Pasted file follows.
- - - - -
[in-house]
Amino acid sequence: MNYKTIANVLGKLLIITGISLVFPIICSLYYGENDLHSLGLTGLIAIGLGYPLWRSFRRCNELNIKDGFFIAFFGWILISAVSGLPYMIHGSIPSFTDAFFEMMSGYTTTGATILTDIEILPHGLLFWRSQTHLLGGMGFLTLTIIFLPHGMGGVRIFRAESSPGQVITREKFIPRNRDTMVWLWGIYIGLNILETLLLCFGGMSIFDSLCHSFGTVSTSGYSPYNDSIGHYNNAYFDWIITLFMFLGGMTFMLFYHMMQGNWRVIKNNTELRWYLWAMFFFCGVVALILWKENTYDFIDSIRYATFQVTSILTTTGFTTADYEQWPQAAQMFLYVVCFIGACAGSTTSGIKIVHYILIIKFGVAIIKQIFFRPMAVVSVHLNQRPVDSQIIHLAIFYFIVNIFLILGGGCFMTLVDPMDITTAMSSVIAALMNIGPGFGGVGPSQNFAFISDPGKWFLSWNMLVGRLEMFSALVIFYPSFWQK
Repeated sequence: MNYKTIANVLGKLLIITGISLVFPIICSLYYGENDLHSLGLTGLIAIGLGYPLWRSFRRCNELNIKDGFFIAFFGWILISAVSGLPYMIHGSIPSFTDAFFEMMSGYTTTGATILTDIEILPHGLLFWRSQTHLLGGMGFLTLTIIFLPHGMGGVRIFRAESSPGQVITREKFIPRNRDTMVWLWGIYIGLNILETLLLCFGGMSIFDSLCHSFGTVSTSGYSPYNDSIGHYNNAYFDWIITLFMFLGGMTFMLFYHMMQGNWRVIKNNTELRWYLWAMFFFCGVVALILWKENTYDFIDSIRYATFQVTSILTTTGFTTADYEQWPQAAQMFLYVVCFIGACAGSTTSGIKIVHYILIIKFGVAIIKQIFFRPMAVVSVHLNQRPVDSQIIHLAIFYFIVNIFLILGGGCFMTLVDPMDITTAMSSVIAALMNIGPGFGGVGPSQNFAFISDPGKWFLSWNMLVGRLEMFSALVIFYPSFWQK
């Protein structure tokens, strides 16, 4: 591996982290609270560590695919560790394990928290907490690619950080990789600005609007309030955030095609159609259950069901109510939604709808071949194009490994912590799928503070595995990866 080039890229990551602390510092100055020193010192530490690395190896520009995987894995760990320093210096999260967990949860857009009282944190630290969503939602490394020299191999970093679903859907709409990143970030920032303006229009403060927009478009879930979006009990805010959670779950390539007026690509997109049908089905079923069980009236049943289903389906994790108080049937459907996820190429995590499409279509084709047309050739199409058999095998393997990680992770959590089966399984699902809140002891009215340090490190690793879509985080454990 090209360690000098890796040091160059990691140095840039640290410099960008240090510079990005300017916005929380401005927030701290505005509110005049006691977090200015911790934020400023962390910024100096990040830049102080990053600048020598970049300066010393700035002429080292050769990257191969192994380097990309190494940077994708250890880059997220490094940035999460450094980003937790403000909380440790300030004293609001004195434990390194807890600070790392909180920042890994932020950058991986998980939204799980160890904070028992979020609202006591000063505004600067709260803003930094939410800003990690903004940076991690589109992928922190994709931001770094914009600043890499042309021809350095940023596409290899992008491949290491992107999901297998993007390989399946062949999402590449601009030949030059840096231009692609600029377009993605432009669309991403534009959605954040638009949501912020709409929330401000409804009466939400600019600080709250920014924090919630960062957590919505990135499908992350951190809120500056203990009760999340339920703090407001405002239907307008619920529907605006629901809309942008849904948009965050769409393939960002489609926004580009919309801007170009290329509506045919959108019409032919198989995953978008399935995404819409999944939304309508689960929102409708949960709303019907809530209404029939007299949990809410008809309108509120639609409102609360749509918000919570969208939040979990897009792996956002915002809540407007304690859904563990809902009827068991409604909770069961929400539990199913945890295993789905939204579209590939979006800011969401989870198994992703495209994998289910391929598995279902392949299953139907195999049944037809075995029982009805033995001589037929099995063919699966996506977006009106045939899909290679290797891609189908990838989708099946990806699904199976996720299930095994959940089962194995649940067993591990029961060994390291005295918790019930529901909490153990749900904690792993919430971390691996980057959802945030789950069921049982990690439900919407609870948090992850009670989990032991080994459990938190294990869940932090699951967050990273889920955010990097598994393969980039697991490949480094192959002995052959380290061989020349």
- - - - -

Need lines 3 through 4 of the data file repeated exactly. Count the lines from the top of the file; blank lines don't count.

Repeated sequence: MNYKTIANVLGKLLIITGISLVFPIICSLYYGENDLHSLGLTGLIAIGLGYPLWRSFRRCNELNIKDGFFIAFFGWILISAVSGLPYMIHGSIPSFTDAFFEMMSGYTTTGATILTDIEILPHGLLFWRSQTHLLGGMGFLTLTIIFLPHGMGGVRIFRAESSPGQVITREKFIPRNRDTMVWLWGIYIGLNILETLLLCFGGMSIFDSLCHSFGTVSTSGYSPYNDSIGHYNNAYFDWIITLFMFLGGMTFMLFYHMMQGNWRVIKNNTELRWYLWAMFFFCGVVALILWKENTYDFIDSIRYATFQVTSILTTTGFTTADYEQWPQAAQMFLYVVCFIGACAGSTTSGIKIVHYILIIKFGVAIIKQIFFRPMAVVSVHLNQRPVDSQIIHLAIFYFIVNIFLILGGGCFMTLVDPMDITTAMSSVIAALMNIGPGFGGVGPSQNFAFISDPGKWFLSWNMLVGRLEMFSALVIFYPSFWQK
């Protein structure tokens, strides 16, 4: 591996982290609270560590695919560790394990928290907490690619950080990789600005609007309030955030095609159609259950069901109510939604709808071949194009490994912590799928503070595995990866 080039890229990551602390510092100055020193010192530490690395190896520009995987894995760990320093210096999260967990949860857009009282944190630290969503939602490394020299191999970093679903859907709409990143970030920032303006229009403060927009478009879930979006009990805010959670779950390539007026690509997109049908089905079923069980009236049943289903389906994790108080049937459907996820190429995590499409279509084709047309050739199409058999095998393997990680992770959590089966399984699902809140002891009215340090490190690793879509985080454990 090209360690000098890796040091160059990691140095840039640290410099960008240090510079990005300017916005929380401005927030701290505005509110005049006691977090200015911790934020400023962390910024100096990040830049102080990053600048020598970049300066010393700035002429080292050769990257191969192994380097990309190494940077994708250890880059997220490094940035999460450094980003937790403000909380440790300030004293609001004195434990390194807890600070790392909180920042890994932020950058991986998980939204799980160890904070028992979020609202006591000063505004600067709260803003930094939410800003990690903004940076991690589109992928922190994709931001770094914009600043890499042309021809350095940023596409290899992008491949290491992107999901297998993007390989399946062949999402590449601009030949030059840096231009692609600029377009993605432009669309991403534009959605954040638009949501912020709409929330401000409804009466939400600019600080709250920014924090919630960062957590919505990135499908992350951190809120500056203990009760999340339920703090407001405002239907307008619920529907605006629901809309942008849904948009965050769409393939960002489609926004580009919309801007170009290329509506045919959108019409032919198989995953978008399935995404819409999944939304309508689960929102409708949960709303019907809530209404029939007299949990809410008809309108509120639609409102609360749509918000919570969208939040979990897009792996956002915002809540407007304690859904563990809902009827068991409604909770069961929400539990199913945890295993789905939204579209590939979006800011969401989870198994992703495209994998289910391929598995279902392949299953139907195999049944037809075995029982009805033995001589037929099995063919699966996506977006009106045939899909290679290797891609189908990838989708099946990806699904199976996720299930095994959940089962194995649940067993591990029961060994390291005295918790019930529901909490153990749900904690792993919430971390691996980057959802945030789950069921049982990690439900919407609870948090992850009670989990032991080994459990938190294990869940932090699951967050990273889920955010990097598994393969980039697991490949480094192959002995052959380290061989020349």